Senate Bill 573 calls for a commission to establish charter schools throughout the state. A charter school receives taxpayer funding, but functions independently. They can be founded by an array of interests, including teachers, parents, universities and nonprofits. In Oklahoma, tribal entities can establish charter schools.

    April 24, 2014 1 Photo

  • Man gets suspended sentence for possession

    A 37-year-old Webbers Falls man has been given a suspended sentence on drug-possession charges.
    Dusty Kayl Skaggs was charged with endeavoring to manufacture methamphetamine earlier this year after he and 43-year-old Misty Hayes Paden, of Muskogee, were arrested during execution of a search warrant.

    April 24, 2014

  • sr-NSU-Earth-day.jpg NSU students observe Earth Day

    Students and members of the community converged on Northeastern State University’s Second Century Square on Tuesday to spend an afternoon celebrating Earth Day.
    The event featured tables sponsored by campus organizations, prizes and music by Chris Espinoza. NSU’s Earth Day theme was “Gather Here. Go Green,” and was organized by the Committee for Sustainability and the Northeastern Student Government Association (NSGA).

    April 23, 2014 1 Photo

  • ts-smallholders-courtesy.jpg Rural smallholders host annual show

    More and more, many people are showing growing interest in learning the sources of their food, including meat. As such, interest in farm-to-table living is increasing.
    Saturday, the Rural Smallholders Association held its annual spring show at the Cherokee County Fairgrounds, promoting the farming of sheep and goats, along with giving the general public a sample of their products.

    April 23, 2014 1 Photo

  • pitts-hurley.jpg Wanted man nabbed during traffic stop

    Cherokee County sheriff’s deputies arrested a wanted man this week after a traffic stop near South Muskogee and Willis Road.
    Hurley D. Pitts, 40, was being sought by authorities on a motion to revoke a previous sentence.
    Sheriff’s Deputy Jarrick Snyder said he stopped a car after it ran off the road a couple of times. A woman was behind the wheel, and Pitts was sitting in the passenger seat.

    April 23, 2014 1 Photo

  • SR-Wikafile.jpg Communiversity Band performs Sunday

    Musicians from on and off the Northeastern State University campus have made their final preparations for an upcoming performance of the NSU Communiversity Band.
    The ensemble performs Sunday, April 27, at 7 p.m., in the NSU Center for the Performing Arts. The conductor is Dr. Norman Wika, associate professor of music and band program director. Guest conductor is student Kameron Parmain. Admission is $5 for adults and $3 for students and seniors.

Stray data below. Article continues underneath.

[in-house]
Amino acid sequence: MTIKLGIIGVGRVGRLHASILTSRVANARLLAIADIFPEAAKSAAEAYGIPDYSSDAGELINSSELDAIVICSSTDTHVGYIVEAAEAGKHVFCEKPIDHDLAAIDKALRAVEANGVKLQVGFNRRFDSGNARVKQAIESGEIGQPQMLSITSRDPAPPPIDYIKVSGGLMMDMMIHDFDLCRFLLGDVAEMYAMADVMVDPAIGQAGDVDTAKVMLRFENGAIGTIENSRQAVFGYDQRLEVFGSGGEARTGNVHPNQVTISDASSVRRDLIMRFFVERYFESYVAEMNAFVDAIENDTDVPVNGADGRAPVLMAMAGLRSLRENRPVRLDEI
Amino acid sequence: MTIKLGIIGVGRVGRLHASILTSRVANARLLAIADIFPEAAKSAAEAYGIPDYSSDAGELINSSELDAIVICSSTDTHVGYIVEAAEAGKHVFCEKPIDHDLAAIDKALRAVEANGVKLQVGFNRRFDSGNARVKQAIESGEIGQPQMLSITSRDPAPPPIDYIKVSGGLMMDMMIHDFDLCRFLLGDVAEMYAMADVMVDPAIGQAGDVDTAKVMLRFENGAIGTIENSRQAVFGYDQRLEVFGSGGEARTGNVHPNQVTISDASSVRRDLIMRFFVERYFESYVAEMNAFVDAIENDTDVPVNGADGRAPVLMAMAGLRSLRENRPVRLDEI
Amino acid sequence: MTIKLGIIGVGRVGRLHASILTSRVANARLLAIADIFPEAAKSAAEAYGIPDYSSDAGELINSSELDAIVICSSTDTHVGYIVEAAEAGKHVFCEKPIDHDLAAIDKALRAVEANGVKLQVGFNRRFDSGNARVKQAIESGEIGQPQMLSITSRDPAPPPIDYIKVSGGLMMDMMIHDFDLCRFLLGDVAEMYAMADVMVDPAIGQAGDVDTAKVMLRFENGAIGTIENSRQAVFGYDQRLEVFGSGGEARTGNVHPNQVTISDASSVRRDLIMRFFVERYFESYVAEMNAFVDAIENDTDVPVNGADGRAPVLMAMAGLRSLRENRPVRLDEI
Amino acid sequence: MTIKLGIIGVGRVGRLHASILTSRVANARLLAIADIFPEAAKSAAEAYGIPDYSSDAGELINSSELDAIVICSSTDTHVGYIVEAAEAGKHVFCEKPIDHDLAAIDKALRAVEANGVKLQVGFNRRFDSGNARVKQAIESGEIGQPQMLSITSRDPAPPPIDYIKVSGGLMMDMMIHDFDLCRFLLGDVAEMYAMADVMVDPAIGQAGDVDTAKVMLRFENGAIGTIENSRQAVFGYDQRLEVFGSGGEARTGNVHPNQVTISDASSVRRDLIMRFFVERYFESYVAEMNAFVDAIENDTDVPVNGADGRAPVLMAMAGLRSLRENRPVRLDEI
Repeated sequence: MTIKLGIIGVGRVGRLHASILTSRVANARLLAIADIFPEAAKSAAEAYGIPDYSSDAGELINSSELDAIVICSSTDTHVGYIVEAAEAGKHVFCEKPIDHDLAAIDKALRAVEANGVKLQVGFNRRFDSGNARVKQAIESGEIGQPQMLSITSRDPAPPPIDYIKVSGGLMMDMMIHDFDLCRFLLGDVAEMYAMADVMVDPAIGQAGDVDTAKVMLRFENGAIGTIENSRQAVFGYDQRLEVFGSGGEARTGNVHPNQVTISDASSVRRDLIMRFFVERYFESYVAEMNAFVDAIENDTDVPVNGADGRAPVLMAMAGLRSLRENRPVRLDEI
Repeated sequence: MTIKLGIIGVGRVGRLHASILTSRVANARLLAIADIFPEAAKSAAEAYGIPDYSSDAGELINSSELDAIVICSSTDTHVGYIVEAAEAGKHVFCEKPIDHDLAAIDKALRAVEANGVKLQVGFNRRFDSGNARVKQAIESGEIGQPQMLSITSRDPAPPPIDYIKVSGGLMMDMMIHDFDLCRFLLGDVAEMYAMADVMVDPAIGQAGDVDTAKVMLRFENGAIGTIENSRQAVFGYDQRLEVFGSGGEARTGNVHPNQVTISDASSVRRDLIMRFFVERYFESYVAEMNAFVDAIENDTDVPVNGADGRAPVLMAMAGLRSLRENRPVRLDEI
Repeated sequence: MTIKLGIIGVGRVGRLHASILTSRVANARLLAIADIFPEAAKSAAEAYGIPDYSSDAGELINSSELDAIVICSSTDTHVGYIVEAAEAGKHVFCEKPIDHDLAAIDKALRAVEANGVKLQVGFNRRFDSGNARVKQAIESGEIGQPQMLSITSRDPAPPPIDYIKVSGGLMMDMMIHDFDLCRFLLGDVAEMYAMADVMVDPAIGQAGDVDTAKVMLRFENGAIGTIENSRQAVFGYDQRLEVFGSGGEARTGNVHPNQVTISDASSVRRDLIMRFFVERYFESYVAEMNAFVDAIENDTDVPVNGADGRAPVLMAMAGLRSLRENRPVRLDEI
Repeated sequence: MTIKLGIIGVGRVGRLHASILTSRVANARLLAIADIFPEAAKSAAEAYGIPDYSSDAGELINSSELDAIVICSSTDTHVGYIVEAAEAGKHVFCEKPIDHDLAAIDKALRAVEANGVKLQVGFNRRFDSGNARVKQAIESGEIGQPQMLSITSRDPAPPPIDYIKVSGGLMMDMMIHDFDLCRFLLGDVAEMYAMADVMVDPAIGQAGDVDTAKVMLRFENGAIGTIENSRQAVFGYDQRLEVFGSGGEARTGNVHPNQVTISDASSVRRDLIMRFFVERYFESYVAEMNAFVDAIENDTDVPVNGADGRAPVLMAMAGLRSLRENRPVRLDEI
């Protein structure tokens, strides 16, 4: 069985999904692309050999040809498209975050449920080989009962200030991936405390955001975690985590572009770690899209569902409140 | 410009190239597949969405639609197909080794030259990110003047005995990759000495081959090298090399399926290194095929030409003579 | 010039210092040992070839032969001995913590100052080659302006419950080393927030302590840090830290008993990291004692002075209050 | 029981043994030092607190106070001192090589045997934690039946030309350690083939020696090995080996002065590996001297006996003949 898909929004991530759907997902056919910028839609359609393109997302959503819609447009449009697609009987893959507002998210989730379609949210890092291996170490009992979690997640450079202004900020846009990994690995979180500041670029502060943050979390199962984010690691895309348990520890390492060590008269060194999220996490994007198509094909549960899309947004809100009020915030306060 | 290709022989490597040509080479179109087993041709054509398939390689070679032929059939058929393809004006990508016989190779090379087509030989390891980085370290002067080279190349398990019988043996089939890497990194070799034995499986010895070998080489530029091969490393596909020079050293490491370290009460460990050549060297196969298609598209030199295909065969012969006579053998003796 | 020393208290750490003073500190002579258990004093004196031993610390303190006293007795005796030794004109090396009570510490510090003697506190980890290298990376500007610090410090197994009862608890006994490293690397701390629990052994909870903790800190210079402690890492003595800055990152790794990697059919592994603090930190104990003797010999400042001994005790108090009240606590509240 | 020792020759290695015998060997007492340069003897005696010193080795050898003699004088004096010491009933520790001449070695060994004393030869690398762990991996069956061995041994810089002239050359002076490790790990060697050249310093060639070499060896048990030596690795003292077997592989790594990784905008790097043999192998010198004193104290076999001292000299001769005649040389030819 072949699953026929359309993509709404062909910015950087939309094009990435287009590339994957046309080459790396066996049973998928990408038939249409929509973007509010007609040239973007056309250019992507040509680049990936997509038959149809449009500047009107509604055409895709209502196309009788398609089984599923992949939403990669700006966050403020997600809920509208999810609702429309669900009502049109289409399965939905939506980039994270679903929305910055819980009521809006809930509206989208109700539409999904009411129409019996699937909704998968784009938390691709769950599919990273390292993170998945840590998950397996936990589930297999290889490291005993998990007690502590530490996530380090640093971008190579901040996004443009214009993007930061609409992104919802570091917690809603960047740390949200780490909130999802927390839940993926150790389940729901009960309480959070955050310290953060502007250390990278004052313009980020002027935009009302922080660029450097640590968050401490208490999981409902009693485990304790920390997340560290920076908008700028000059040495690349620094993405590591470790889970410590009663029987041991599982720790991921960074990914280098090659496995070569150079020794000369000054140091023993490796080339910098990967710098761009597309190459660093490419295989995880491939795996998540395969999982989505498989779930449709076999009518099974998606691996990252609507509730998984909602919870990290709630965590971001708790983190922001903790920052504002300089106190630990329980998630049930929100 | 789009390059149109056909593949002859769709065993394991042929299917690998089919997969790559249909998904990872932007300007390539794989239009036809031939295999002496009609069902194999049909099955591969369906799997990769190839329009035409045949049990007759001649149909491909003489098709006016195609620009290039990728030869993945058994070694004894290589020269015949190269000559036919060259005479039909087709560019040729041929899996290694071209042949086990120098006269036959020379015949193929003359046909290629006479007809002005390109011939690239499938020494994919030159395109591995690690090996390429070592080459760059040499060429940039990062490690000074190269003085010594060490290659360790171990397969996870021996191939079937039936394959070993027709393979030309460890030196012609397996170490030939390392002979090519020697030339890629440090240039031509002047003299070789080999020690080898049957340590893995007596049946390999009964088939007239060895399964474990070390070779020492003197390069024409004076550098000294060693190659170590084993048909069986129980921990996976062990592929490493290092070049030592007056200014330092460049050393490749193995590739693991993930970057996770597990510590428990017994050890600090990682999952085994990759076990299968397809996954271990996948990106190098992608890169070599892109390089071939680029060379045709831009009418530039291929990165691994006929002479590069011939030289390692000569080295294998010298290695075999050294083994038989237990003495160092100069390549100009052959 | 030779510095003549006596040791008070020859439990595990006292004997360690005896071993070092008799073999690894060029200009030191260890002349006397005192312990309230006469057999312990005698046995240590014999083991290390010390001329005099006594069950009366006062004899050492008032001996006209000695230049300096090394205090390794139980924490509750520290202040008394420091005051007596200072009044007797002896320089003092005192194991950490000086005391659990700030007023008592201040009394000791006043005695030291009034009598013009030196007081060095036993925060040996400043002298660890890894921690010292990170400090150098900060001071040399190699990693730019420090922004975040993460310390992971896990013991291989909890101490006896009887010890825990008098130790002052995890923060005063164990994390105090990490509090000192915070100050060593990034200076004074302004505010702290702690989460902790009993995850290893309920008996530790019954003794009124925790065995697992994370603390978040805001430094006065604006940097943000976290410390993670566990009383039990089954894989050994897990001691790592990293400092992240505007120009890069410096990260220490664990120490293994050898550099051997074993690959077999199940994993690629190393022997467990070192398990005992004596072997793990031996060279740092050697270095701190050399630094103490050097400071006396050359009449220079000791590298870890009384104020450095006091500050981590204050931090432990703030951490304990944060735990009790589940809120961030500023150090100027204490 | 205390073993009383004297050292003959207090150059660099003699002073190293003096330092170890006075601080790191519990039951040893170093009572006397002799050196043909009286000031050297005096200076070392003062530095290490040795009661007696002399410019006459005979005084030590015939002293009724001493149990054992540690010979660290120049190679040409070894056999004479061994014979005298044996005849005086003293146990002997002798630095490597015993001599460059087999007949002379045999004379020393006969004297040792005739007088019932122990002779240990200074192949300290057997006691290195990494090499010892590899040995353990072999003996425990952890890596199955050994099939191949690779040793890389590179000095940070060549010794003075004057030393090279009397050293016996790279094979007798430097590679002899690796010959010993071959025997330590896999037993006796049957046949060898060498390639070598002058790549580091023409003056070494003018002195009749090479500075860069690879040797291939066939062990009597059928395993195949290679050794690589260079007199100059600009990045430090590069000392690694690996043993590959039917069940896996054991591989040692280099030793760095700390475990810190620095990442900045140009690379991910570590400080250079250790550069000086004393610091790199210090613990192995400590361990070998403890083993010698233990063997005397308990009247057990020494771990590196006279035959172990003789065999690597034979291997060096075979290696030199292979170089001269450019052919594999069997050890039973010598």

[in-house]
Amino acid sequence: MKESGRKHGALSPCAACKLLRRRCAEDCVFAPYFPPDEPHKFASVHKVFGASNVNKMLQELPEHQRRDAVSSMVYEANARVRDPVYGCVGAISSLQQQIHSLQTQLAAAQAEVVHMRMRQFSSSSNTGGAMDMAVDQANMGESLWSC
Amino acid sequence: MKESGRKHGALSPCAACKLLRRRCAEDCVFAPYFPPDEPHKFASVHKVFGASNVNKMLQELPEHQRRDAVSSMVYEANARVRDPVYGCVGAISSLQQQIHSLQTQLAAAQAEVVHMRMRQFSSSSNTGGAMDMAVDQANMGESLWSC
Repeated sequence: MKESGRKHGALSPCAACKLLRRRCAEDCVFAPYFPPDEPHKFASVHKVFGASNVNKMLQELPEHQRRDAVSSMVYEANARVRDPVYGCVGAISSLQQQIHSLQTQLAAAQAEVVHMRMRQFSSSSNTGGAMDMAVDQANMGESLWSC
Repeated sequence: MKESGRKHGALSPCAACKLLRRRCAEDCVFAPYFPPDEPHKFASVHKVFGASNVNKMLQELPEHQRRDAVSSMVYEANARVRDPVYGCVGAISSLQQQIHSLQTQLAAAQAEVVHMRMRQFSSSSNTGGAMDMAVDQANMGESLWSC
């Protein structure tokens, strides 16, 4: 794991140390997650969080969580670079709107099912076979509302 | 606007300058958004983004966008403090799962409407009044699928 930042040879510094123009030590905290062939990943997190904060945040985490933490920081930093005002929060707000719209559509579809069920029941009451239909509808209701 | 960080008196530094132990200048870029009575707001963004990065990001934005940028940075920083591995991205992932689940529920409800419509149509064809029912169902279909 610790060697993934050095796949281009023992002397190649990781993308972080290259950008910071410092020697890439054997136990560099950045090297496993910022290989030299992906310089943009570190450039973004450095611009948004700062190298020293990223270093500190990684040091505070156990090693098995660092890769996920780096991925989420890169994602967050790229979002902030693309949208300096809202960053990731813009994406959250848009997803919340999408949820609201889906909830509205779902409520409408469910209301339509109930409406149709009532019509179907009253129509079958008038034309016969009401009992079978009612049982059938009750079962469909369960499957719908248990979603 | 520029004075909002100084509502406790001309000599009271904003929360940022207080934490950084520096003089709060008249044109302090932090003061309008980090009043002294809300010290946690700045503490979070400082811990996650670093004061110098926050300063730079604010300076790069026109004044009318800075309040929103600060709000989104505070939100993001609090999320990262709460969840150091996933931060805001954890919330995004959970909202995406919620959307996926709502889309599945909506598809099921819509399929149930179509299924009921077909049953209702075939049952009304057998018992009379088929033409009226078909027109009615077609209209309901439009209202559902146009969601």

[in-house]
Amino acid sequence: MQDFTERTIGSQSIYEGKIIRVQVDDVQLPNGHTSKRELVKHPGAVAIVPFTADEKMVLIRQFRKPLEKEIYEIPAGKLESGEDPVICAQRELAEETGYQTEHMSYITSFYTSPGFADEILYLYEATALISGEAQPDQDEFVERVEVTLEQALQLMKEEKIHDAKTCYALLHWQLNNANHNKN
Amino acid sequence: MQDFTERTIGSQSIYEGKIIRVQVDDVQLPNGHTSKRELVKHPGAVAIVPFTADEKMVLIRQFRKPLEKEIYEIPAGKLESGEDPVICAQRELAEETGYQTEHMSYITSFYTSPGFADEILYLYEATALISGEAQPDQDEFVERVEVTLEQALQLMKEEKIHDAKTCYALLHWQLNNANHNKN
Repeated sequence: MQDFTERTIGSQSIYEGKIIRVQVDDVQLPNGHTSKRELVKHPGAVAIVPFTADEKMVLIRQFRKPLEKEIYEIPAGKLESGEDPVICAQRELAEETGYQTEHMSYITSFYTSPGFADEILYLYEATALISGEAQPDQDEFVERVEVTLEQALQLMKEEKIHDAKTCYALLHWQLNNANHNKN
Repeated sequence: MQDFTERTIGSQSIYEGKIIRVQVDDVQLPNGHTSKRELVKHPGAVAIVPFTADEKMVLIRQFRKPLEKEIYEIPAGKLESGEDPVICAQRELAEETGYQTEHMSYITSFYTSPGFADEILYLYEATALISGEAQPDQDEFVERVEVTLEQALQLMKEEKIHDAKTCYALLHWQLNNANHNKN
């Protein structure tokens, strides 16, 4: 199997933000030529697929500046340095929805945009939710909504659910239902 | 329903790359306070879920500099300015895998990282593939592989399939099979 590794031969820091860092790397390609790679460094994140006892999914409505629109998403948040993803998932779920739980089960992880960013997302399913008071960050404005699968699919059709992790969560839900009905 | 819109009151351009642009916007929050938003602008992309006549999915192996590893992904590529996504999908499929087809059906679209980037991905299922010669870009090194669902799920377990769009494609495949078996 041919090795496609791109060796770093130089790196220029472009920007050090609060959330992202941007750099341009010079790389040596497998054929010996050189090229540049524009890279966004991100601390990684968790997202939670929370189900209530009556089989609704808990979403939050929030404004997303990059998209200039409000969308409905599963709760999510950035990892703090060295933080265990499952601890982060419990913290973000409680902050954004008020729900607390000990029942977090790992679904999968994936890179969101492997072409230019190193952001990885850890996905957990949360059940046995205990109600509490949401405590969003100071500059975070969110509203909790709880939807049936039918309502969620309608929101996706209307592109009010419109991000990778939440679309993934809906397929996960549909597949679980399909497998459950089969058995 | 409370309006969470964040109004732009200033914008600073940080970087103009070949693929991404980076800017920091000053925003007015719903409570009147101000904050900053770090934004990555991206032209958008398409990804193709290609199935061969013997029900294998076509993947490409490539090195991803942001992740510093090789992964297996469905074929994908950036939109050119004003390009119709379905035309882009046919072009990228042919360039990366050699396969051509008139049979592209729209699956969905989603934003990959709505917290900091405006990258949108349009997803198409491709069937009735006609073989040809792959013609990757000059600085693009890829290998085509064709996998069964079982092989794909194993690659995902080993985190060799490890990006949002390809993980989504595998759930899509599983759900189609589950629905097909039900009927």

“Everything has come together very well this semester,” Wika said.
    “We have about 40 musicians, and everyone who started the rehearsals has stuck with it. This could be the best Community Band concert yet.”

    April 23, 2014 1 Photo

  • Council concerned over reports of land contamination

    Negotiations involving the purchase of nearly 20 homes on 7 acres of land near Basin Avenue hit a snag Monday night when concerns surfaced over potential contamination of the area.
    Tahlequah Mayor Jason Nichols had proposed the city purchase the homes and duplexes as a large step in a greenbelt project, which would establish a solid park and trail system from the downtown area to the site of the city’s old solid waste transfer station.
    Until Monday, details of the negotiations had been mostly discussed behind closed doors, though Nichols confirmed the list price for the property to be $480,000.

    April 23, 2014

  • Council tables cell tower permit apps

    Tahlequah city councilors on Monday opted to hold off on approval of two special-use permit applications that would help AT&T install a couple of 150-foot cell towers within the city.
    Branch Communications is asking for the permits as it attempts to construct two monopole cell towers – one on Commercial Road near Green Country Funeral Home, and another at the Tahlequah Public Schools bus barn on Pendleton Street. Other towers are being built outside of the city limits.
    Members of the city’s planning and zoning board gave their OK for both permits last month.

    April 23, 2014

Poll

How confident are you that the immunizations for infants and children are reasonably safe?

Not at all confident.
Somewhat confident.
Relatively confident.
Extremely confident.
undecided.
     View Results
Tahlequah Daily Press Twitter
Follow us on twitter
AP Video
Stocks